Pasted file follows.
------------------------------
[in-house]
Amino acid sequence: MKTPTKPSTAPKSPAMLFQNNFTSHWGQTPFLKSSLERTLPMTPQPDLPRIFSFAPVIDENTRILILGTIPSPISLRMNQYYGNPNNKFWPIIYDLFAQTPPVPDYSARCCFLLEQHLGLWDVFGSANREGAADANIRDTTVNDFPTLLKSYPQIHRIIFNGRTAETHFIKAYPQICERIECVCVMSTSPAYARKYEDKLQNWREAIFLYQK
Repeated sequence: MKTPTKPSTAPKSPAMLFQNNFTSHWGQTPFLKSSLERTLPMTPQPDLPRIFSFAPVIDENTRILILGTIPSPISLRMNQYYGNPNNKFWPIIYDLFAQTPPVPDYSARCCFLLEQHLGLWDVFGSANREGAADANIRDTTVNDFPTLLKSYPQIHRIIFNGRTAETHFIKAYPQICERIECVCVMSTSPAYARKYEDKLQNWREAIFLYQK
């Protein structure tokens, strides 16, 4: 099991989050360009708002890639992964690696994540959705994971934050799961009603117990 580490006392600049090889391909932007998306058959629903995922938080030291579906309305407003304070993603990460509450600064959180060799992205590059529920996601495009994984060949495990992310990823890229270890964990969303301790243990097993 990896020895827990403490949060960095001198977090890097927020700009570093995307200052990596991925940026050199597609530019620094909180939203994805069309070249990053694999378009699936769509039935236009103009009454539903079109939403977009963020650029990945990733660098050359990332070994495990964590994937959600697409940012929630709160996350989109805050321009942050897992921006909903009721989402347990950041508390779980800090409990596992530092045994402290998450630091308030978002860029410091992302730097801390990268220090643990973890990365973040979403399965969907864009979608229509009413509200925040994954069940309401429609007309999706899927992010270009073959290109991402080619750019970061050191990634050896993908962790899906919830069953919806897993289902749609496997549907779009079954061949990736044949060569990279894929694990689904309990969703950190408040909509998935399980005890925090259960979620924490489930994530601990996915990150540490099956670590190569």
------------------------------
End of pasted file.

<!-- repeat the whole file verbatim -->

[in-house]
Amino acid sequence: MKTPTKPSTAPKSPAMLFQNNFTSHWGQTPFLKSSLERTLPMTPQPDLPRIFSFAPVIDENTRILILGTIPSPISLRMNQYYGNPNNKFWPIIYDLFAQTPPVPDYSARCCFLLEQHLGLWDVFGSANREGAADANIRDTTVNDFPTLLKSYPQIHRIIFNGRTAETHFIKAYPQICERIECVCVMSTSPAYARKYEDKLQNWREAIFLYQK
Repeated sequence: MKTPTKPSTAPKSPAMLFQNNFTSHWGQTPFLKSSLERTLPMTPQPDLPRIFSFAPVIDENTRILILGTIPSPISLRMNQYYGNPNNKFWPIIYDLFAQTPPVPDYSARCCFLLEQHLGLWDVFGSANREGAADANIRDTTVNDFPTLLKSYPQIHRIIFNGRTAETHFIKAYPQICERIECVCVMSTSPAYARKYEDKLQNWREAIFLYQK
């Protein structure tokens, strides 16, 4: 099991989050360009708002890639992964690696994540959705994971934050799961009603117990 580490006392600049090889391909932007998306058959629903995922938080030291579906309305407003304070993603990460509450600064959180060799992205590059529920996601495009994984060949495990992310990823890229270890964990969303301790243990097993 990896020895827990403490949060960095001198977090890097927020700009570093995307200052990596991925940026050199597609530019620094909180939203994805069309070249990053694999378009699936769509039935236009103009009454539903079109939403977009963020650029990945990733660098050359990332070994495990964590994937959600697409940012929630709160996350989109805050321009942050897992921006909903009721989402347990950041508390779980800090409990596992530092045994402290998450630091308030978002860029410091992302730097801390990268220090643990973890990365973040979403399965969907864009979608229509009413509200925040994954069940309401429609007309999706899927992010270009073959290109991402080619750019970061050191990634050896993908962790899906919830069953919806897993289902749609496997549907779009079954061949990736044949060569990279894929694990689904309990969703950190408040909509998935399980005890925090259960979620924490489930994530601990996915990150540490099956670590190569």